SOLDOTNA, Alaska - People come to Kenai Peninsula for the natural beauty or for an Alaskan escape from the routines that shape life in fussier places.
There are good oil industry jobs, and a Russian patina hangs over the landscape in the names of the small towns and a few orthodox churches that keep the flame alive. When the salmon are running on the Kenai River, you can pull them in until your arms are sore, people here are fond of saying.
But those bounties of nature, which have drawn settlers and fortune seekers since the days of Captain Cook, also mask a hard reality. When someone’s life goes awry, through a misstep or a spousal betrayal, a job loss or an eviction, or just a stretch of bad luck, there is not much of a safety net here.
“This is a great area to raise families; it has wonderful, positive things,” said Cathy Giessel, a state senator who represents part of the peninsula. “But folks can be shut out of jobs pretty easily by making bad choices.”
The towns of the peninsula - mostly just dots on a map of a few thousand people in a dense landscape of woods and rivers - make up a sort of middle path in Alaskan life, with an ebb and flow of seasonal service jobs at fishermen’s motels and strip malls. There are upward opportunities and working-wage jobs for people with skills. But the downward pull of drugs, alcohol and poverty is always there, too, residents say.
Amanda Guillemette knows how thin the ice can be. She is back on her feet now, with a job at the Soldotna Dairy Queen since March and a warm rented house. But the day that began her odyssey into homelessness four years ago still resonates.
She was nine months pregnant with her fifth child when the family she was living with forced her to leave. Guillemette, 35, credits the public school system, which reached out to her through a homeless liaison program. It saved her and her children, she said, by connecting them with state aid programs and providing emergency assistance when the going was darkest.
“Things happen for a reason,” she said with stoic calm in an interview at the school district’s offices. “I’ve gotten stronger.”
In Alaska’s deeply rural villages, where no roads penetrate and many families are interconnected through blood or culture, homelessness is often dealt with in the old-fashioned way, with relatives or neighbors giving shelter to those in trouble. Anchorage, Alaska’s largest city, has the state’s biggest homeless population by far, but also the biggest system of help and outreach.
On the Kenai, a struggling family or a teenager can escape notice against the vast landscape.
“Homelessness is a hidden problem,” said Steve Atwater, the superintendent of the Kenai Peninsula school district, where about 1 in 90 students are enrolled this year in a program to keep them in school, even if they have no permanent address. That number is down slightly from last year, and district officials suspect that the main reason is an unseasonably warm fall.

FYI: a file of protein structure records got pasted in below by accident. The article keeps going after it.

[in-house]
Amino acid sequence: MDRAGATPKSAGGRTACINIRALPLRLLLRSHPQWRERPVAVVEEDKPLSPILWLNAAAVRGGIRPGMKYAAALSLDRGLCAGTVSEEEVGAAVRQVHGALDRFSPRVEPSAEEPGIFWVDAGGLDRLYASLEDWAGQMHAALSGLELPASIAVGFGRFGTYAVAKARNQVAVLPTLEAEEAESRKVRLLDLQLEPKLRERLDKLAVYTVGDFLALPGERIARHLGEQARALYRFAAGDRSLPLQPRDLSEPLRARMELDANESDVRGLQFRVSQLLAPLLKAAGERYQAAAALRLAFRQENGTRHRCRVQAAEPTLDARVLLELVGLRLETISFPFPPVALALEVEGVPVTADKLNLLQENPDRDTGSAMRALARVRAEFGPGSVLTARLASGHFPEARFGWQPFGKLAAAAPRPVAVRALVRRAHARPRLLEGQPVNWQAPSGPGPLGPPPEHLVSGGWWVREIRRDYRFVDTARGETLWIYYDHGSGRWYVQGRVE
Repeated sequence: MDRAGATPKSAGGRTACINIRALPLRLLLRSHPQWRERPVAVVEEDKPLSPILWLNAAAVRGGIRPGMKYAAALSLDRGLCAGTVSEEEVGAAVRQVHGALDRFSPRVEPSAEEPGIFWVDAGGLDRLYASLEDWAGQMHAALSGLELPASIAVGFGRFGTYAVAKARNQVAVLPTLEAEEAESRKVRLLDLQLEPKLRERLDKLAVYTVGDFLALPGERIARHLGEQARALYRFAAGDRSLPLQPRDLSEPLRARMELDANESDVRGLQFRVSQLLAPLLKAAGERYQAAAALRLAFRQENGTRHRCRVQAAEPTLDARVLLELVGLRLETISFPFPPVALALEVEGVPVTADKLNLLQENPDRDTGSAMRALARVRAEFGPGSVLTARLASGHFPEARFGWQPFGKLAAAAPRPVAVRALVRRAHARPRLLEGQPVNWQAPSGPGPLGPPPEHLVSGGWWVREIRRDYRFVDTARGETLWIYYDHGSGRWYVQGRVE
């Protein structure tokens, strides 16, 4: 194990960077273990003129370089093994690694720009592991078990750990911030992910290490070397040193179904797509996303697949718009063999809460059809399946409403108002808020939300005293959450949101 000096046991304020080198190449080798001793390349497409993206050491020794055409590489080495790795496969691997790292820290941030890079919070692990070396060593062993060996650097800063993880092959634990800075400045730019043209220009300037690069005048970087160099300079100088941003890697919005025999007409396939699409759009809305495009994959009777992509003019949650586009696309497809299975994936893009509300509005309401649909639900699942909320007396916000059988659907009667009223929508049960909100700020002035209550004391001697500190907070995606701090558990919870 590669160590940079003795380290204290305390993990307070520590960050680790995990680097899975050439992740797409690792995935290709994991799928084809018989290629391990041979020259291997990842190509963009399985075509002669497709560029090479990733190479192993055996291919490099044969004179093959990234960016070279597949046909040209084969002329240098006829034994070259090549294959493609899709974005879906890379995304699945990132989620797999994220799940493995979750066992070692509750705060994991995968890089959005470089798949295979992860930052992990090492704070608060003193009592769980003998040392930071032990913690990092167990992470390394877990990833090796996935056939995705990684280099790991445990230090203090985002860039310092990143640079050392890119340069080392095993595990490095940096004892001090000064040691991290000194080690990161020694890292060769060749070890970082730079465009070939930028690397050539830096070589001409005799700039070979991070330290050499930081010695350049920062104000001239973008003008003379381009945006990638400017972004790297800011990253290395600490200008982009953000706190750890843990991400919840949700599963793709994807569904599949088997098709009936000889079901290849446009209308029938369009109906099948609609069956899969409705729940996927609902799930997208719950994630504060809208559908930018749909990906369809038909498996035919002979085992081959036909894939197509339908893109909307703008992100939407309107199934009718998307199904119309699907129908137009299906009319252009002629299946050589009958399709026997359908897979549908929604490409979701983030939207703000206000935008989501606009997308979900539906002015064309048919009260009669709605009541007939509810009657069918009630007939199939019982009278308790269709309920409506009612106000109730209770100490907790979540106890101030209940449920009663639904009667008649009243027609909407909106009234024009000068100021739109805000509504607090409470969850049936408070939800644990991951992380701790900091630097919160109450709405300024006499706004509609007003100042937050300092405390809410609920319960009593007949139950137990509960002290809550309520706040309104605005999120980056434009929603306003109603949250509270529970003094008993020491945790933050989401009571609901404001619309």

From 2011 to 2012, Alaska’s overall homeless rate declined 10 percent, according to a report this year by the National Alliance to End Homelessness, a federation of organizations. But the number of chronically homeless people rose almost 21 percent, giving Alaska the ninth-highest increase in the nation.
Couch surfers, crashing with friends, often do not consider themselves homeless. And in a state where camping is both a way of life and part of the heritage, living in a tent in the woods might be by choice, or it might not be.
“We kind of called it camping,” said Tammy Miles, who lived in the woods in a tent for 132 days this summer - a number she repeated twice more with grim, tight-lipped finality - with her two autistic sons, ages 10 and 7, after her boyfriend of 13 years left her stranded and then homeless. She and the boys were in a family shelter - the only one in Kenai Borough, a county bigger than West Virginia - when it closed in June because of financial troubles, launching them into the wild. It was the family’s second eviction in a year.
On a recent afternoon, with the temperature topping out at about 6 degrees, a campsite just outside downtown looked ghostly in the frost. The occupants were gone, presumably indoors. A spatula and a can of pepper sat on a folding table by a small camp stove, ready for use. Were the campers there by choice, or were they homeless? On Kenai Peninsula, it can be hard to tell.
There is a sense that hunger, a more easily measured barometer of stress, is increasing. At the Kenai Peninsula Food Bank in the nearby town of Kenai, the number of people seeking free commodities like canned goods and rice is higher than at any time since 2010, when the recession was at its worst. A trend toward younger people and families coming in hungry has persisted, said Linda Swarner, the food bank’s executive director.
“The safety net, years ago, used to be more personal,” she said as volunteers served stew and cobbler for lunch. “People didn’t rely as much on governments or nonprofits.”
Miles, 42, got a job this fall as a cashier at a local Wal-Mart and said she felt stable as winter set in, with a house for her and her boys, Kyle and Koby. Her journey through homelessness, as wrenching as it was, also gave her a strange gift: Though she has no family in Alaska, having moved here from Utah with her ex-boyfriend a decade ago, she made friends with the 26 other families at the shelter before it closed.
It is a new social network, and they are trying, she said, to stay in touch as best they can.
The New York Times